Coco Island, which is north of Andamans is strategically important to India. China, which has been eyeing to encircle India in the Indian Ocean Region with its aggressive ‘String of Pearls’ policy has shown keen interest in this island since last four decades. Since the early 1990s, there have been frequent reports of China using those islands for military and naval purposes. There are even reports that the islands have been leased out to China in 1994, but Mynamar denies it.
But it is well known in defence circles that the islands, specifically the Great Coco Island, is under the Chinese control and they have established a strong military presence there. They have signal intelligence facilities, maritime bases, and radar facilities that they use to monitor the activities of Indian armed forces, especially the Indian Navy based in nearby Andamans. The Great Coco Island had a short airstrip or around 1000 metre that allowed operation of small aircraft. But the Chinese have now extended it to an almost 2500 metre runway, which is used solely for military planes as no civilian plane fly to there.
An analysis of satellite images shows that the runway was extended only 5-6 years ago, during the time when China increased its military presence in other countries. Apart from extending the runway inward, the Chinese also reclaimed lots of area on the coast to extend it towards the sea also, which can be clearly seen in the two images from Google Earth given above, from 2006 and 2020.
China has also installed a SIGINT facility to monitor Indian missile launches into Bay of Bengal and the Indian Ocean. It is noteworthy that all Indian missile tests happen on the eastern coast along the Bay of Bengal, and thanks to the monitoring station at the island, now China can closely watch such launches and estimate even the classified details of the missiles, apart from being able to monitor movements of Indian navy.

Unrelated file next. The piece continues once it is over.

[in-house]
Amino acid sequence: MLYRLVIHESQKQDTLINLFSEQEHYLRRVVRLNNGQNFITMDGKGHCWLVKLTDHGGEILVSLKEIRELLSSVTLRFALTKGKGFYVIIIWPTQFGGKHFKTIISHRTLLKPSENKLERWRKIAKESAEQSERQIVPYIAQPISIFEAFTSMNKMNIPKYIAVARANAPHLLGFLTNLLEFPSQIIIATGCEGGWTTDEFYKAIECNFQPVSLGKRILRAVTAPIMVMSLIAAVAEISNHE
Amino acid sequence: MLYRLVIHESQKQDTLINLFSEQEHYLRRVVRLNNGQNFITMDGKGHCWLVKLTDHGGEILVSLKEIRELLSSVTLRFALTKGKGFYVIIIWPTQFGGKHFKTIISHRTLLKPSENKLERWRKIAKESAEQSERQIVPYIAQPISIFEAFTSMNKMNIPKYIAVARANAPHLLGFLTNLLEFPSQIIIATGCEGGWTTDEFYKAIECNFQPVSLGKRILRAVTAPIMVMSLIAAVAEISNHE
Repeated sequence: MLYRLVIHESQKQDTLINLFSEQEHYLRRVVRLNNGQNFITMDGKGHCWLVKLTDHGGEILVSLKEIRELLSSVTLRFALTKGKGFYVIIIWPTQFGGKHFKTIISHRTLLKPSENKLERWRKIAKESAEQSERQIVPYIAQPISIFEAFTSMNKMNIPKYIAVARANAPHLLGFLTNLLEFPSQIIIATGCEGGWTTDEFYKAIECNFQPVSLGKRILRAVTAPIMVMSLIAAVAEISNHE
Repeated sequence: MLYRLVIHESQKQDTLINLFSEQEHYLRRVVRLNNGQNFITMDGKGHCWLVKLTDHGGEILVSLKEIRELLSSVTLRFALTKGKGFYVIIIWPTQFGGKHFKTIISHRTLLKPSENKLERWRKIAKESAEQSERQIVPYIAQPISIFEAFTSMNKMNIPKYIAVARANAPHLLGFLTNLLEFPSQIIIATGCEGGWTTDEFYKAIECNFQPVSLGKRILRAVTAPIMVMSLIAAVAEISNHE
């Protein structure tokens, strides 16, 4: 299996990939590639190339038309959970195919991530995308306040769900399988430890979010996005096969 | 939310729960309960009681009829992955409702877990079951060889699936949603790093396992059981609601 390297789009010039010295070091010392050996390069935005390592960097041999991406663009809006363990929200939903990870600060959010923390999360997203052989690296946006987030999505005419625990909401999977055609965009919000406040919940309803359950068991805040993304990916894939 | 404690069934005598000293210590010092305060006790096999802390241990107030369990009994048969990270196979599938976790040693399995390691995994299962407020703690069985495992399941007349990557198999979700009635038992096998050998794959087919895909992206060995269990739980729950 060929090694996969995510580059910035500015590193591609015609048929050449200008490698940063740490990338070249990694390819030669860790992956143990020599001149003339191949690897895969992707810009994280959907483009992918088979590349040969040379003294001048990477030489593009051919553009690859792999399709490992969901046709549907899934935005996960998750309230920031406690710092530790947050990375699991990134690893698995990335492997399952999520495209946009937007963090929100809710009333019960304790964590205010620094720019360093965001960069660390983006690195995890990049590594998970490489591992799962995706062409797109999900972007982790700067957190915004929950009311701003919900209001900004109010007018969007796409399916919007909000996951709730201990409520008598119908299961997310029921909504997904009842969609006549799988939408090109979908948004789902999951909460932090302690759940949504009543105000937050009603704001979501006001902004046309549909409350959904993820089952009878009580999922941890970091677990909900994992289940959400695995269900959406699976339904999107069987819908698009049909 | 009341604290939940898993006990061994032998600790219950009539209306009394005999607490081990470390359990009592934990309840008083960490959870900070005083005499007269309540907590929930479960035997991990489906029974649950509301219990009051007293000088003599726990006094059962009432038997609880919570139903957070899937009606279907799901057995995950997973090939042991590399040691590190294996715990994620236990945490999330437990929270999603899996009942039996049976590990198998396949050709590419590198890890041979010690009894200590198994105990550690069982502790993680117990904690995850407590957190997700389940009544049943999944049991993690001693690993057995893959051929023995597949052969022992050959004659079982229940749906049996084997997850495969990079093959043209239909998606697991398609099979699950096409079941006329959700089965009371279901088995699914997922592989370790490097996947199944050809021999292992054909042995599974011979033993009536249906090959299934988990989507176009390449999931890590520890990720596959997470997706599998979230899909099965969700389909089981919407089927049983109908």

The Radar station at the island is located at the highest point of the island at around 90 metre altitude, giving it the best monitoring capabilities.
Therefore, thanks to its strong military presence at the Coco Islands, the Chinese are able to maintain a close watch on India’s defence preparedness. Had the Island not went to Myanmar and remained with India, China would not have such a strong military presence so close to India. Hence, not being able to retain Coco Islands cost India dearly, and it must be considered as a costly strategic blunder by the Nehru government.
China has already established its presence in several seaports around India. It has taken the control Hambantota port in Sri Lanka using its ‘debt-trap’, they are developing the Gwadar port in Pakistan as part of the China Pakistan Economic Corridor (CPEC), invested in the Chittagong port in Bangladesh and has won the rights for the Kyaukpyu port project in Myanmar. Along with all these, the Coco Islands located so close to Indian territories provide China a great advantage over India, which not have happened if history went in a different direction at the time of independence.